The Frontiers in Retreat artists arrive

The first artists participating in the Frontiers in Retreat project at Skaftfell, Kati Gausmann and Richard Skelton, arrived in Iceland in the end of August. Simultaneously the volcanic activity in South Iceland reached its peak and magma started flowing from Holuhraun. Hence it was very appropriate that the artists started their journey by attending a Geology seminar in Breiðdalssetur, a research and heritage centre located in the small town of Breiðdalsvík in the East. The seminar was held in honour of the British geologist George P.L. Walker who is noted for mapping the Terier lava pile in East Iceland in the sixties and teaching Icelanders how to map the geology of Iceland.

The seminar concluded with a field trip to selected locations were it is possible so see geological phenomenons in their natural environment. In Streitishvarf for example is a great view of a composite dyke that can be traced over a 15 km area. The dyke cuts through the mountain down to the beach that has easy access for pedestrians and is visible in the mountain across the bay. Next the group was able to see ignimbrite at Blábjörg, a blue-greenish breccia layer noticeable from the high peak of the mountain all the way down to the ground. The last stop was at the farm Teigarhorn, a declared natural monument, that is known worldwide for zeolites. Samples of zeolites from Teigarhorn can be found in museums around the world.

About the project:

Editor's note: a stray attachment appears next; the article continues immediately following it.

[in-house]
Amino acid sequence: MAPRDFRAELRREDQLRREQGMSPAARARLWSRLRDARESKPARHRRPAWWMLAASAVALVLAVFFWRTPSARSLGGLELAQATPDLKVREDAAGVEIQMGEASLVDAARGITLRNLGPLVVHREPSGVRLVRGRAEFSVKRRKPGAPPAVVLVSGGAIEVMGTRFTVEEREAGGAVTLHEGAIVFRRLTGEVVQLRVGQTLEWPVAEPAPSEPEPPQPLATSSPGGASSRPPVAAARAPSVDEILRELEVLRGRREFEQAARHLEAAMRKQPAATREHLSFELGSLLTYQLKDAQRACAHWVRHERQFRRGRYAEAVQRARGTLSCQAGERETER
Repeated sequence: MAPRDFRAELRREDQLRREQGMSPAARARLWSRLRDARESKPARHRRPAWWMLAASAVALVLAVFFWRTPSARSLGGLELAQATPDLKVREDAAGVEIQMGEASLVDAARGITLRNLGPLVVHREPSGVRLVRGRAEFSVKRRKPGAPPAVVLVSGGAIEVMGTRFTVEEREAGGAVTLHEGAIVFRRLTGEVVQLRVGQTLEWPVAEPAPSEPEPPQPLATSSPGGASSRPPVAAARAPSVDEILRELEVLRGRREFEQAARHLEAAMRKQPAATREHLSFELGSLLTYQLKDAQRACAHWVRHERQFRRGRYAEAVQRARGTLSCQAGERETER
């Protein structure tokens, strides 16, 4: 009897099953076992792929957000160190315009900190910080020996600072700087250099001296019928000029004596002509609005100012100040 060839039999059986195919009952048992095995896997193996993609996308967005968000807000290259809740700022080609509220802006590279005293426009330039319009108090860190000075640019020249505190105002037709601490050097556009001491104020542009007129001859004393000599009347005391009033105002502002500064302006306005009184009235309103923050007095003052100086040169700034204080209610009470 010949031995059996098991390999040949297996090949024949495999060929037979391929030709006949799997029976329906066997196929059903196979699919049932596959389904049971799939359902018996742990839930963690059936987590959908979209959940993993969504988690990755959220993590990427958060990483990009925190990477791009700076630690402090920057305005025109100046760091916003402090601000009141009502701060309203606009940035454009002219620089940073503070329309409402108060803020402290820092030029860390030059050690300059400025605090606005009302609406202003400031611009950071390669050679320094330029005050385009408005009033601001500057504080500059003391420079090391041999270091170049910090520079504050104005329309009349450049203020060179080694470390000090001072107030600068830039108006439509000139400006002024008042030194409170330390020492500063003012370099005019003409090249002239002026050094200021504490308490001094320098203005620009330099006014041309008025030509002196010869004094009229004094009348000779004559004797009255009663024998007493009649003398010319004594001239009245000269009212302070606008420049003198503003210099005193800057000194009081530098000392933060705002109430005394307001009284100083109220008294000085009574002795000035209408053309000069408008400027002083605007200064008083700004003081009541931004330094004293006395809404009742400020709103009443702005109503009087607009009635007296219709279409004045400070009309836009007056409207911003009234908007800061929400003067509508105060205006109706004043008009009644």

Frontiers in Retreat is a five-year collaboration project that fosters multidisciplinary dialogue on ecological questions within a European network formed around artist residencies. The project sets out to examine processes of change in particular, sensitive ecological contexts within Europe, to reflect them in relation to each other and to develop new approaches to the urgencies posed by them. Moreover, the project recognises the necessity of multidisciplinary approaches to the current ecological concerns and aims to develop means and platforms for this through methods of contemporary art.

The project is coordinated by HIAP – Helsinki International Artist Programme with the support of the Culture Programme of the European Union. The project connects artist residency centers located in “remote” areas across Europe in order to provide a unique, transnational platform for investigating local and global ecological concerns. Frontiers in Retreat is realised by seven artist residency organisations in Finland, Iceland, Scotland, Latvia, Serbia, and Spain in collaboration with a Lithuanian art organisation that will develop the educational program of the project.

The core of the project is formed by research and production residencies. 25 European artists representing different cultures, generations and artistic approaches have been selected collaboratively by the project partners to develop new art works in response to the different ecological contexts of each residency site. During the coming years, the artists will circulate within the residency network and conduct artistic research driven by the particular ecologies of the sites.


The Icelandic Visual Art Fund